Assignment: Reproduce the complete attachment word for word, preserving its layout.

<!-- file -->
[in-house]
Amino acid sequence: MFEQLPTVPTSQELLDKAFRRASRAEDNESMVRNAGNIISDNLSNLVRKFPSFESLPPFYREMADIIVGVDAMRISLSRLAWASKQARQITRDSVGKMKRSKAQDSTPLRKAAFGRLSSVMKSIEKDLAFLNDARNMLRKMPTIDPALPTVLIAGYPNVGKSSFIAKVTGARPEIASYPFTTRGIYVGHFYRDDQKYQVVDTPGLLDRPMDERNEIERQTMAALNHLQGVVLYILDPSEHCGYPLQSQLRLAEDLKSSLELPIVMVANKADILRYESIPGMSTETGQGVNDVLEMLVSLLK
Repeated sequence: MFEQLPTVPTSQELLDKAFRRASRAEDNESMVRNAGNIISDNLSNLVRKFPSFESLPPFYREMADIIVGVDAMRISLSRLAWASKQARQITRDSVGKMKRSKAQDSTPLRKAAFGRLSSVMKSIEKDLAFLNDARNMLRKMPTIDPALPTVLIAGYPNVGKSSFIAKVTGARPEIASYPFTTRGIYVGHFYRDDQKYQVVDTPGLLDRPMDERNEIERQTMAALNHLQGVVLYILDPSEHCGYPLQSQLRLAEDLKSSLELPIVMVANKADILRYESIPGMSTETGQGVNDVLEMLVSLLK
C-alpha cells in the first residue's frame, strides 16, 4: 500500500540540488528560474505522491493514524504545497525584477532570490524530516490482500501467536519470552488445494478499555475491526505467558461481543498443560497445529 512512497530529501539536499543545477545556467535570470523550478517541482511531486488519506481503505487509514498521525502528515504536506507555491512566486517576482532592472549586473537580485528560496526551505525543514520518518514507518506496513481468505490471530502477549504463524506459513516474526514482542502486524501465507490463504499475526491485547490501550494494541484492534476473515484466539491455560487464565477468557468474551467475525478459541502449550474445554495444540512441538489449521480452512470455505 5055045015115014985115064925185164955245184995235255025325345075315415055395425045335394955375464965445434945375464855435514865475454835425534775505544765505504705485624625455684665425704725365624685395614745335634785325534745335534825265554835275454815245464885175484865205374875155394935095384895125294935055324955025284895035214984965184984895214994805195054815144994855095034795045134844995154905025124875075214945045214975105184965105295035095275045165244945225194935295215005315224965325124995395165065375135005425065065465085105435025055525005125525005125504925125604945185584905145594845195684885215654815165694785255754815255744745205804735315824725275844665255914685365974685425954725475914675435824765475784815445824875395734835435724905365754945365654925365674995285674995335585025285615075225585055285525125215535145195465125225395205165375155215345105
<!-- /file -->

[in-house]
Amino acid sequence: MFEQLPTVPTSQELLDKAFRRASRAEDNESMVRNAGNIISDNLSNLVRKFPSFESLPPFYREMADIIVGVDAMRISLSRLAWASKQARQITRDSVGKMKRSKAQDSTPLRKAAFGRLSSVMKSIEKDLAFLNDARNMLRKMPTIDPALPTVLIAGYPNVGKSSFIAKVTGARPEIASYPFTTRGIYVGHFYRDDQKYQVVDTPGLLDRPMDERNEIERQTMAALNHLQGVVLYILDPSEHCGYPLQSQLRLAEDLKSSLELPIVMVANKADILRYESIPGMSTETGQGVNDVLEMLVSLLK
Repeated sequence: MFEQLPTVPTSQELLDKAFRRASRAEDNESMVRNAGNIISDNLSNLVRKFPSFESLPPFYREMADIIVGVDAMRISLSRLAWASKQARQITRDSVGKMKRSKAQDSTPLRKAAFGRLSSVMKSIEKDLAFLNDARNMLRKMPTIDPALPTVLIAGYPNVGKSSFIAKVTGARPEIASYPFTTRGIYVGHFYRDDQKYQVVDTPGLLDRPMDERNEIERQTMAALNHLQGVVLYILDPSEHCGYPLQSQLRLAEDLKSSLELPIVMVANKADILRYESIPGMSTETGQGVNDVLEMLVSLLK
C-alpha cells in the first residue's frame, strides 16, 4: 500500500540540488528560474505522491493514524504545497525584477532570490524530516490482500501467536519470552488445494478499555475491526505467558461481543498443560497445529 512512497530529501539536499543545477545556467535570470523550478517541482511531486488519506481503505487509514498521525502528515504536506507555491512566486517576482532592472549586473537580485528560496526551505525543514520518518514507518506496513481468505490471530502477549504463524506459513516474526514482542502486524501465507490463504499475526491485547490501550494494541484492534476473515484466539491455560487464565477468557468474551467475525478459541502449550474445554495444540512441538489449521480452512470455505 5055045015115014985115064925185164955245184995235255025325345075315415055395425045335394955375464965445434945375464855435514865475454835425534775505544765505504705485624625455684665425704725365624685395614745335634785325534745335534825265554835275454815245464885175484865205374875155394935095384895125294935055324955025284895035214984965184984895214994805195054815144994855095034795045134844995154905025124875075214945045214975105184965105295035095275045165244945225194935295215005315224965325124995395165065375135005425065065465085105435025055525005125525005125504925125604945185584905145594845195684885215654815165694785255754815255744745205804735315824725275844665255914685365974685425954725475914675435824765475784815445824875395734835435724905365754945365654925365674995285674995335585025285615075225585055285525125215535145195465125225395205165375155215345105